Exhibition held by Chinese student captures cross-strait dilemma

01/08/2019 04:50 PM
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Photo courtesy of Wang Jiaxin (汪家欣)
Photo courtesy of Wang Jiaxin (汪家欣)

Taipei, Jan. 8 (CNA) A photo exhibition being held in Taipei by Chinese student Wang Jiaxin (汪家欣) has given her the chance to express her positive view of Taiwan but also the helplessness she feels caught in the middle of sensitive cross-Taiwan Strait ties.

During a tour of the exhibition in an old apartment in Zhongshan District, messages such as "Taipei is my second hometown" and "I dream of going back there" are immediately apparent as are her strong feelings about the problems faced by Chinese students here.

One of her photos shows a woman standing on the beach wrapped in a piece of cloth reading "three limits, six noes" and surrounded by placards saying "it serves you right, why go to (Taiwan)" and "dhebazi degree."

The word dhebazi (台巴子) is a discriminatory term in the Shanghai dialect for Taiwanese that means silly or foolish.

Wang, a former president of the Hubei Student Association who has been in Taiwan for five years and is soon heading to New York for further studies, said the work illustrates the obstacles Chinese students in Taiwan face on either side of the strait.

Those who get a Taiwanese degree have to go through a process at home to have their academic qualifications recognized, while here in Taiwan, they abide by the "three limits, six noes," Wang said.

The "three limits" refer to restrictions on the number of Chinese universities that the government can recognize and the total number of Chinese college students who can enter Taiwan, and a limit on the accreditation of Chinese diplomas related to medical personnel certification exams.

The "six noes" mean that Chinese students are not allowed to receive scholarships or professional licenses, work in Taiwan before or after graduation, receive extra points in examinations or take civil service exams.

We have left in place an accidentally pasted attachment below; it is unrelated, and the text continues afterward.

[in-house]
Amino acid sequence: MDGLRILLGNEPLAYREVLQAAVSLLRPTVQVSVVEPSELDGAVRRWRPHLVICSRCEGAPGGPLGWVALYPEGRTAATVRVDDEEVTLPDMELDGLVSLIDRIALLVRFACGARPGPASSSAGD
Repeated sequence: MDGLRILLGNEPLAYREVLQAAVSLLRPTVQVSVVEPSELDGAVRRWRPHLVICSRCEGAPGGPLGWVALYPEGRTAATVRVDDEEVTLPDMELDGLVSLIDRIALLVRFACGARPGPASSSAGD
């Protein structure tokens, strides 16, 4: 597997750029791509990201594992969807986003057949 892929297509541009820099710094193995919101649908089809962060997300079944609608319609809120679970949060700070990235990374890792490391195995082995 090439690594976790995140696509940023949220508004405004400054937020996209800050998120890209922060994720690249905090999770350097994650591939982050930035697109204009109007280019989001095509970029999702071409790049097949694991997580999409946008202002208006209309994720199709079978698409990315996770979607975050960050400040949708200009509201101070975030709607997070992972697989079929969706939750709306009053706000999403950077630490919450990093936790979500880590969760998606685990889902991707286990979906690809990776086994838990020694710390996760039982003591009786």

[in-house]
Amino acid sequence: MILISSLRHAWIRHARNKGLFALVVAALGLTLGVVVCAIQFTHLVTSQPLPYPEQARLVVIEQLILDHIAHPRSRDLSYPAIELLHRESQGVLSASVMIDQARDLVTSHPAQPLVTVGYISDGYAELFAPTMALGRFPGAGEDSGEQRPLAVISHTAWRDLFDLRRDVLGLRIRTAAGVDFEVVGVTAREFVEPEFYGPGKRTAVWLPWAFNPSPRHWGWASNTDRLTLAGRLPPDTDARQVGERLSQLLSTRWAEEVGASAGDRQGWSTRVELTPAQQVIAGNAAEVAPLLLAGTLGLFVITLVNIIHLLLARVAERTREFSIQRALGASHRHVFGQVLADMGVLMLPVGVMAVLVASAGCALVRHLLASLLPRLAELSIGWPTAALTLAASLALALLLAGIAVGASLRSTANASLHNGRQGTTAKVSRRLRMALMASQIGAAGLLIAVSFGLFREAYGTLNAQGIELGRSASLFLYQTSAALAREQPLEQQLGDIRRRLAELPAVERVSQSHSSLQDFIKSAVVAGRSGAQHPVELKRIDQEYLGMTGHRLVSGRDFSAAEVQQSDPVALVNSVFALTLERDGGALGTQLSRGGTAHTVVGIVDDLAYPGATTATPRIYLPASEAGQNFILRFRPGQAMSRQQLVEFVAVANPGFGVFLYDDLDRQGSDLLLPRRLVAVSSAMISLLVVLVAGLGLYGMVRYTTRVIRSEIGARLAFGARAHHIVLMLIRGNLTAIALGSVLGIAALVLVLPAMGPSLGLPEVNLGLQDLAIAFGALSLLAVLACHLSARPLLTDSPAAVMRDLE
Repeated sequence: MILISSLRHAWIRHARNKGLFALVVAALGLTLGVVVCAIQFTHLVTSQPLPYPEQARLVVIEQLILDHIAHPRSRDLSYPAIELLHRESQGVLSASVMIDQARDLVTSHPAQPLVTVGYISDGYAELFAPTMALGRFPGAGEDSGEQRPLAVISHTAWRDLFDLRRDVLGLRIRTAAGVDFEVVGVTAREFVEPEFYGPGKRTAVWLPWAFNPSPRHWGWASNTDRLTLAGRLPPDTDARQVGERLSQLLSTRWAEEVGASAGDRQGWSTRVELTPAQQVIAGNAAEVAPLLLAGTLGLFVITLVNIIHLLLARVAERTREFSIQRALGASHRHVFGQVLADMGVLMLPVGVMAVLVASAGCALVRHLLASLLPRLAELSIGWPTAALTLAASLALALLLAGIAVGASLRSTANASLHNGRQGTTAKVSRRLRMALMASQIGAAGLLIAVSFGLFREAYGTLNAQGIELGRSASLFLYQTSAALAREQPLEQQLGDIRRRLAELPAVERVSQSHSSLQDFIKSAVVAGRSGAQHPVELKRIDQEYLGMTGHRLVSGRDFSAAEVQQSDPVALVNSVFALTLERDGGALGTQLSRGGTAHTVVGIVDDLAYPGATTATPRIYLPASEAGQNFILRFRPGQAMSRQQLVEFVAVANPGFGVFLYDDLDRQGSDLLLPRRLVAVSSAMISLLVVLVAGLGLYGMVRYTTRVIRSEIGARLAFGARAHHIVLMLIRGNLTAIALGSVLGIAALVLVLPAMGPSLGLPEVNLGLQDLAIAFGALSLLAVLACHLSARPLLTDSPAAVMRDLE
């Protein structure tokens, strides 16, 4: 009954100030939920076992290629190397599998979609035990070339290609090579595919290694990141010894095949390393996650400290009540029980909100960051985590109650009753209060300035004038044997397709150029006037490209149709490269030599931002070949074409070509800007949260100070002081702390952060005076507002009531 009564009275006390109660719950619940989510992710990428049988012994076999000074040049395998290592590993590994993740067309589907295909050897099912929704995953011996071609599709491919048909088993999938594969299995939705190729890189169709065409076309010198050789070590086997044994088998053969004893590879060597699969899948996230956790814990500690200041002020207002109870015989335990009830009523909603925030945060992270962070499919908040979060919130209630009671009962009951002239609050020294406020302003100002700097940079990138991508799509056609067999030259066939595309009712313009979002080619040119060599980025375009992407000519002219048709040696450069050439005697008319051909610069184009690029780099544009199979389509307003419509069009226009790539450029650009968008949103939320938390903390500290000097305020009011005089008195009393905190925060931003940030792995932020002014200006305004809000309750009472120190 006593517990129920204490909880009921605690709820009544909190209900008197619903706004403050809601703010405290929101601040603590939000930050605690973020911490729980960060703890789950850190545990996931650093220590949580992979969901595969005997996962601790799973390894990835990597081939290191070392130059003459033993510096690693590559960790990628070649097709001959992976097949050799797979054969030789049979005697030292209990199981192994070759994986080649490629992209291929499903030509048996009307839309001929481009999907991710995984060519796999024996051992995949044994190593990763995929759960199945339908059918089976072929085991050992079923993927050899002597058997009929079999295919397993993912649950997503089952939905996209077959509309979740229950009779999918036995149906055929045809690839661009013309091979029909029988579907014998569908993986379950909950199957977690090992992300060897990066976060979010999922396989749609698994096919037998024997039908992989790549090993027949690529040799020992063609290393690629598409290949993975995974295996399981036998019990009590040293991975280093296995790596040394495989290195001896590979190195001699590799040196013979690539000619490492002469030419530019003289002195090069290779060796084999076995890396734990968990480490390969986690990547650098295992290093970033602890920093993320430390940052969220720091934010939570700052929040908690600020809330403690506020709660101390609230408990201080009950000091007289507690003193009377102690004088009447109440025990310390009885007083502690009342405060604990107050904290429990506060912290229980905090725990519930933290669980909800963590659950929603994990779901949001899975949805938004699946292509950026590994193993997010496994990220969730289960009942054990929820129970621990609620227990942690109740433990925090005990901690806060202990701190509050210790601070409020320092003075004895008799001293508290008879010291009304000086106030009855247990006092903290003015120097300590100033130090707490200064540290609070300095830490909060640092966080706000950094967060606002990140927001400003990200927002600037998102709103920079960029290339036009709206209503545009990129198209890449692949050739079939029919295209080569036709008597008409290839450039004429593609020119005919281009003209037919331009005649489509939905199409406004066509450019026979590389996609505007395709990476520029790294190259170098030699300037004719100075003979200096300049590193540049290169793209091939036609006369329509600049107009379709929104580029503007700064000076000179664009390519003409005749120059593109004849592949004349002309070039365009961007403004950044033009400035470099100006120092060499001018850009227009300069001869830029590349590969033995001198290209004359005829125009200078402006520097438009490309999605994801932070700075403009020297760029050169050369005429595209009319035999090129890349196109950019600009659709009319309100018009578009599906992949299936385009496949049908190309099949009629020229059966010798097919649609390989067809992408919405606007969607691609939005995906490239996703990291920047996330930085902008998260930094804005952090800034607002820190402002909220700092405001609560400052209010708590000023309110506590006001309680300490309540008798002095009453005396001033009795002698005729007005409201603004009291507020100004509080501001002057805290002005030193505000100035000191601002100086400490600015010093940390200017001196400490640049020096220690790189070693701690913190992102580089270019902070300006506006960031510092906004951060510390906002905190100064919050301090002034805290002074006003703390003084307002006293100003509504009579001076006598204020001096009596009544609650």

Born in 1996, Wang came to Taiwan to study after graduating from high school. Her five years in Taiwan has left her Mandarin tinged with a heavy Taiwanese accent.

It is hard to tell she is originally from Hubei, a landlocked province in central China, unless she introduces herself first.

But Taiwan has had affected her in ways that go far beyond language.

When asked what about Taiwan impressed her the most, Wang told Central News Agency: "Instead of asking what's next if you fail, people here encourage you to go after your dreams."

"There are all kinds of accessible facilities for people with disabilities, and discussions and bills on same-sex marriage, showing that this land respects each individual -- something mainland China does not do."

Wang believes that most of the Chinese students who have come to Taiwan for college degrees are deeply attached to Taiwan.

"A lot of them may not come here ever again, but their feelings toward this place will never dampen," which is why Wang said she would love to see more Chinese students spend time in Taiwan, studying or otherwise.

"Perhaps we (Chinese students in Taiwan) will not have any impact on the mainland of 1.4 billion people, but we will still apply the values of diversity and tolerance we learned in Taiwan in our lives."

The exhibition is being held at Uumouth (樂悠悠之口) in Zhongshan District until Jan. 9.

(By Miao Chung-hen and Yu-chen Chung)


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